In mountain hunting, you simply have to find a pace you can maintain given the conditions. Carrying that deer up the ridge in Utah, I tried various ratios of steps to rest, and I settled on 10 steps steady followed by a 10-second rest break. Given all the variables at that time, I was able to maintain that pace all the way to the top. Clearly, I could not climb fast, but I could climb steady, and that's what counted. It's the old story of the tortoise and the hare.
Of course, the pace depends on the variables. On tough stretches like that ridge in Utah, my ratio will be 10/10. But on easier stretches, it might increase to 20/10, and then to 30/10 or 40/10.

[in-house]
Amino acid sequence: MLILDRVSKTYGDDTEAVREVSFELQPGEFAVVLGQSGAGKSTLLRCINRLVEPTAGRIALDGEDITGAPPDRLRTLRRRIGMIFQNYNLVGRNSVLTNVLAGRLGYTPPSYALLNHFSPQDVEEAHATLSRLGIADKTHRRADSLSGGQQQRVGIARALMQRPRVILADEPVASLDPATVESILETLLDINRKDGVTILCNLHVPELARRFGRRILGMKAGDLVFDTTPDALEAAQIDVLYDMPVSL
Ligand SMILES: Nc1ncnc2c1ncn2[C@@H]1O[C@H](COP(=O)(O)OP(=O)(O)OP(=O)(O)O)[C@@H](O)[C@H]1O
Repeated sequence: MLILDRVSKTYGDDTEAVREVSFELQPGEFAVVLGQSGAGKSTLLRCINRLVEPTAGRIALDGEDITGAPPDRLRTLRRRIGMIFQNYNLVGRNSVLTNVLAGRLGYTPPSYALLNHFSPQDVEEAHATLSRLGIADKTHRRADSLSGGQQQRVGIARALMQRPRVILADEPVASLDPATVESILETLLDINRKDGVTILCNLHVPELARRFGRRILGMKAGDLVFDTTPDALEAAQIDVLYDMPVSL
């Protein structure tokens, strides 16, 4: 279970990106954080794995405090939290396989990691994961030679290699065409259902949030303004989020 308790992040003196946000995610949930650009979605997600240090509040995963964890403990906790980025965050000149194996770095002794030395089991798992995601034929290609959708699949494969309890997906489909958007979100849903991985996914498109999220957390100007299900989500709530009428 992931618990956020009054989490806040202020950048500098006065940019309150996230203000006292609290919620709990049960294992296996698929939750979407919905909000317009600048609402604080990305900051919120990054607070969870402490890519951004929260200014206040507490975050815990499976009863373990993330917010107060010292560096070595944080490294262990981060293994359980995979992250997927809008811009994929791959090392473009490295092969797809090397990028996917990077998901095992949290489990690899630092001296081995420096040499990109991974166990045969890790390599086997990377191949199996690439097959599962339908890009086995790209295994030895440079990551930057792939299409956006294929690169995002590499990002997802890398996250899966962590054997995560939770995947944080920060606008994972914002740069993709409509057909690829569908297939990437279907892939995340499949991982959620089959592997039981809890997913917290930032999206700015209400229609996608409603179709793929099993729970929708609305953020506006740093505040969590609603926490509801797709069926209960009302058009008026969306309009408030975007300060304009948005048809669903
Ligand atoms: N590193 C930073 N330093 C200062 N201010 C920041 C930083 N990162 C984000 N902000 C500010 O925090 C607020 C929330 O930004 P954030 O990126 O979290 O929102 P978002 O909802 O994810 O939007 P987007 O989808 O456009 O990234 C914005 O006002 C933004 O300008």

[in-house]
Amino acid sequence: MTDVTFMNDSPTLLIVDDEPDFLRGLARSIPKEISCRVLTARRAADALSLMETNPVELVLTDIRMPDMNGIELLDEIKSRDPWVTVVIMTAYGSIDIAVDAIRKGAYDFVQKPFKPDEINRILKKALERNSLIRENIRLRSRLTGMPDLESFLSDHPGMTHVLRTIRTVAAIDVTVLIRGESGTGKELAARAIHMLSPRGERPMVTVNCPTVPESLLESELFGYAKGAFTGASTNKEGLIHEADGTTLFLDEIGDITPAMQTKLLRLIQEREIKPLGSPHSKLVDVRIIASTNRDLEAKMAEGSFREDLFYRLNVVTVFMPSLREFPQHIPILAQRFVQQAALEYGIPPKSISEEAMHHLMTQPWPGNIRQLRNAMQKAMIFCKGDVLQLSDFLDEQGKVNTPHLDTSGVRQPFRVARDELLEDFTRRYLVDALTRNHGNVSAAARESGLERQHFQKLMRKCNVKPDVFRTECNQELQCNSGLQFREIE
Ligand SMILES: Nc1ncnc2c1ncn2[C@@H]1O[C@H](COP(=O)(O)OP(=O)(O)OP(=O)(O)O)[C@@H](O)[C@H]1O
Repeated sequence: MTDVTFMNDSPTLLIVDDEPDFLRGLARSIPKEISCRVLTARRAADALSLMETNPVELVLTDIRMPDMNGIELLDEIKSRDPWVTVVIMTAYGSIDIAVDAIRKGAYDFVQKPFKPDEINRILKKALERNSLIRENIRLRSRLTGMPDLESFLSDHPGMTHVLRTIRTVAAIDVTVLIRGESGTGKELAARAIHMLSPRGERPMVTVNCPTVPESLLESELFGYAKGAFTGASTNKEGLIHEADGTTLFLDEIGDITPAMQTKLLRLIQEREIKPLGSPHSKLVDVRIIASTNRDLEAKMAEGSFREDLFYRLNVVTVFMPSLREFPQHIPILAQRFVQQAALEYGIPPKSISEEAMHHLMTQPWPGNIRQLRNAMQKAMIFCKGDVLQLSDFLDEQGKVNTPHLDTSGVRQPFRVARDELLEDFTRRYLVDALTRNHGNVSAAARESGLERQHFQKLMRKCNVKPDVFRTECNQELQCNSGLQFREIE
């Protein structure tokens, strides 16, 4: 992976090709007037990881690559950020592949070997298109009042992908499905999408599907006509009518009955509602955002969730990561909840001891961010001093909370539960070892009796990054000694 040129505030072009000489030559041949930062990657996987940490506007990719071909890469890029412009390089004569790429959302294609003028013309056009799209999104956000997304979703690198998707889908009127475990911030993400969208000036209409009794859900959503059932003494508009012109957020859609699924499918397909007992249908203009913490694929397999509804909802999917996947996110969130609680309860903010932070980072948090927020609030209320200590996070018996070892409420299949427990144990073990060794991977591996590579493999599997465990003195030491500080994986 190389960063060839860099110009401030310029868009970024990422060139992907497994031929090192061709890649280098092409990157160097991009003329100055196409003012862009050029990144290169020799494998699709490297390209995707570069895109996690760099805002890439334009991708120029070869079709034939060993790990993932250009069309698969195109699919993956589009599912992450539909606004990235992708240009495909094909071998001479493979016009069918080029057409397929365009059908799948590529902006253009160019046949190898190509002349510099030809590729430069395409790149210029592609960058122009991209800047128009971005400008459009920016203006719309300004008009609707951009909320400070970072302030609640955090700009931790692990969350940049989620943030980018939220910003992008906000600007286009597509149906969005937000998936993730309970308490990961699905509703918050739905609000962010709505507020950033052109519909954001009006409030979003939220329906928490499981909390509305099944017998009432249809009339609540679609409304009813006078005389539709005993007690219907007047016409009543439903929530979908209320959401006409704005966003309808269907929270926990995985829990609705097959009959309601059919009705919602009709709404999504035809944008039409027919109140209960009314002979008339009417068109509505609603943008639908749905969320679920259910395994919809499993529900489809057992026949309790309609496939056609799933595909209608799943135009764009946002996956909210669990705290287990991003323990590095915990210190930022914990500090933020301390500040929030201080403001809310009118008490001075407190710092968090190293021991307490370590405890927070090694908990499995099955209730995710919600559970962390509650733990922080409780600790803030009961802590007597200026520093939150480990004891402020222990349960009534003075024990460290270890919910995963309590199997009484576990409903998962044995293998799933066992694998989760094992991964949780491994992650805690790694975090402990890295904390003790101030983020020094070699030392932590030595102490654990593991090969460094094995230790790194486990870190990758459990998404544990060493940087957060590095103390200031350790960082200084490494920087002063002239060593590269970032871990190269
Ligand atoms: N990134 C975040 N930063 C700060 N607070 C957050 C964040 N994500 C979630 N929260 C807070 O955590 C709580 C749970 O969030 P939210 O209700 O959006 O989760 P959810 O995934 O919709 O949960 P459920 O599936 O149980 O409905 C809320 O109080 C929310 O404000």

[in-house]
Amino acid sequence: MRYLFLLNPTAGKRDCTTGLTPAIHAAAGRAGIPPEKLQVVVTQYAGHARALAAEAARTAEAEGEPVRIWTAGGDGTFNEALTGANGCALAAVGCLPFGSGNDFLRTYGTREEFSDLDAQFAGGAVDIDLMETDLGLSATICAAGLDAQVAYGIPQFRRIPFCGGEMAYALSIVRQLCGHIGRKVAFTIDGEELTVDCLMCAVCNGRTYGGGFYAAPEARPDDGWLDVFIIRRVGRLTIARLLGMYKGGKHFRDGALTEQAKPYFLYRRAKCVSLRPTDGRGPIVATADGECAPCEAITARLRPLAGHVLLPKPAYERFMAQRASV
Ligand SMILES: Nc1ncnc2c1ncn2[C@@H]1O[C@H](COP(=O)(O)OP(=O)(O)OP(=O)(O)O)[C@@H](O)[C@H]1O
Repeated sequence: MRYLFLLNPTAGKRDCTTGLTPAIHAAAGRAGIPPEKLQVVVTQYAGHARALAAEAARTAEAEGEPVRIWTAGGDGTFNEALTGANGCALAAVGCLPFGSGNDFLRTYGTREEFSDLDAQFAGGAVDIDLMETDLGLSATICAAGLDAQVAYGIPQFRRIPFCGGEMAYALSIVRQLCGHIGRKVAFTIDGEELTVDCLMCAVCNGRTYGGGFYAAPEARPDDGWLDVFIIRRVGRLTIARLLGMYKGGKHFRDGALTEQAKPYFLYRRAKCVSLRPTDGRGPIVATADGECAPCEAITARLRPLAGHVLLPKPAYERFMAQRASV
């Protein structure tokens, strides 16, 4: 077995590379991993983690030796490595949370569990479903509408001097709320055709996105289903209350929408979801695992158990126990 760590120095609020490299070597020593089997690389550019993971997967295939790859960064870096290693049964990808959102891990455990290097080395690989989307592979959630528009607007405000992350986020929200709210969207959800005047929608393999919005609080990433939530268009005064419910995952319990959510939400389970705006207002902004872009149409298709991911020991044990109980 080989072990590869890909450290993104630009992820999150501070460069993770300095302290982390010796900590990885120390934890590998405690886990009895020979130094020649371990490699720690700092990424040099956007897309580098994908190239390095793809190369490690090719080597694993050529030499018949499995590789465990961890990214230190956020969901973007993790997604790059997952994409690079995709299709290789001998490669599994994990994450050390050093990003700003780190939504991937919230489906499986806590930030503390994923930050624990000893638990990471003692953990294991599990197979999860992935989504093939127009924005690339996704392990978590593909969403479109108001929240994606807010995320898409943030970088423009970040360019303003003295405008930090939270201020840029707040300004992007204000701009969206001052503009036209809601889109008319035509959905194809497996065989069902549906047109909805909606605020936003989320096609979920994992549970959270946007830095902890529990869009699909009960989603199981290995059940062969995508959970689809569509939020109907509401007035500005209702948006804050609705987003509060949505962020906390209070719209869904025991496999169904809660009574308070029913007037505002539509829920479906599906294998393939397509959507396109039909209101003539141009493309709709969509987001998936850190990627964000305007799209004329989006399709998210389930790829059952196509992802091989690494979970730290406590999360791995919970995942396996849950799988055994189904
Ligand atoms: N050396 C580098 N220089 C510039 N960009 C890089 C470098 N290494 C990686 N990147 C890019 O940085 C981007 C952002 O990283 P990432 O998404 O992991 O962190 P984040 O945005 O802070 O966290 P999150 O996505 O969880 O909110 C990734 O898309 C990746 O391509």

While climbing, I literally count my steps. It gives me something to do, like counting sheep, but more than that it keeps me disciplined so I don't start climbing too fast. Getting to the top is all about pacing, and climbing by the numbers is the way to stay on pace. When I get above 40 steps, I quit counting because I can hike steadily, without rest breaks, beyond that.
Climbing by the numbers gives you a psychological boost, because it breaks down an overwhelming task into palatable bites. And physiologically it makes sense, because the rest breaks provide just enough recovery to complete the next set of steps. It's the same principle endurance athletes apply in interval training.
ALONG WITH PACING, hydration and nutrition contribute to mountain endurance. Ultra-trail runners and ironman triathletes follow the general guideline of drinking at the rate of sweat loss, and that's good advice for mountain hunters exerting themselves for long periods.